Heavy oil still flows, despite Obama's Keystone XL rejection: Wood Mackenzie

11/7/2015

EDINBURGH -- Ironically, the rejection of Keystone XL could lead to higher CO2 emissions via more crude-by-rail, according to energy consultant Wood Mackenzie.

On Nov 6, the U.S. State Department recommended that TransCanada's petition to build Keystone XL (KXL) be rejected. President Obama agreed with the recommendation citing concerns that the pipeline would advsersely impact climate change and would have limited to no positive impact on the economy.

Wood Mackenzie did not expect KXL to be built before 2020, so this decision is aligned with their current view. This announcement does not materially impact Wood Mackenzie's view of Canada's oil sands production through 2020 nor does it have an impact on heavy Canadian crude oil price differentials. The consultant expects Canada's oil sands production to have market access between now and 2020 regardless of this decision.
The rejection comes at a troubling time for Alberta's heavy oil producers as low oil prices delayed new projects:
·         Shell and Statoil have stated concerns about takeaway capacity. Two weeks ago Shell halted its 80 Mbd Carmon Creek project. Year-to-date, oil sands projects totaling 485 Mbd have been delayed.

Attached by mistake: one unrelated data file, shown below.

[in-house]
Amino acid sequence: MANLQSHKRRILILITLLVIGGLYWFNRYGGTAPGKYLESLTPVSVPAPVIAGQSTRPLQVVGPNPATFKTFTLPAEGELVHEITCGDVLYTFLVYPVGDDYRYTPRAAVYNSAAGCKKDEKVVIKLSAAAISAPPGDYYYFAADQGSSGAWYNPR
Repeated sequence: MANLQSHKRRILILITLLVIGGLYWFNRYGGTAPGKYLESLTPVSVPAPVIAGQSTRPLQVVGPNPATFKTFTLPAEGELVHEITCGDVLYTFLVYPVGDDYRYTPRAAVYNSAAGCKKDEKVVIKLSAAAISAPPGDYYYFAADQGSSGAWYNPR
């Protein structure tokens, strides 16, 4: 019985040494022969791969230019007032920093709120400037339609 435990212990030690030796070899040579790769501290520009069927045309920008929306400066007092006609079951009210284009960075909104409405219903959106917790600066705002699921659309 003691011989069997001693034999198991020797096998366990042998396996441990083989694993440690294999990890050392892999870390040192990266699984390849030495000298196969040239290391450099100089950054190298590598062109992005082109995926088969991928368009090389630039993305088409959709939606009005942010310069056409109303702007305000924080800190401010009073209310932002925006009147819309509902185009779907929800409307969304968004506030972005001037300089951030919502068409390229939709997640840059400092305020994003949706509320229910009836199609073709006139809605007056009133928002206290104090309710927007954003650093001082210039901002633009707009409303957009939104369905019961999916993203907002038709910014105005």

·         The newly elected Canadian Prime Minister is not in favor of the Northern Gateway proposal.
·         The new NDP government in Alberta is considering royalty reviews and carbon taxes.

After 2020, there is more uncertainty about market access for oil sands production, making TMX and Energy East ever the more important. Inadequate pipeline takeaway capacity suggests an increased call on crude-by-rail. Ironically, transporting oil by rail may yield more GHG emissions than by pipe. This goes against one of the State Dept.'s reasons for rejecting the pipeline. Should oil sands supply decline then GHG reductions may be achieved.

Alberta has over 700 Mbd crude-by-rail loading capacity. Wood Makenzie expects Canada to increase heavy oil exports to the U.S. Gulf Coast by rail and pipe. These exports could be even higher if West Canadian oil does not gain coastal access to Asian  refineries. This would not be a bad thing for Gulf Coast refiners as 70% of their heavy oil is sourced from Mexico and Venezuela both of which have risks. There is a market for Canadian heavy oil in the Gulf Coast.

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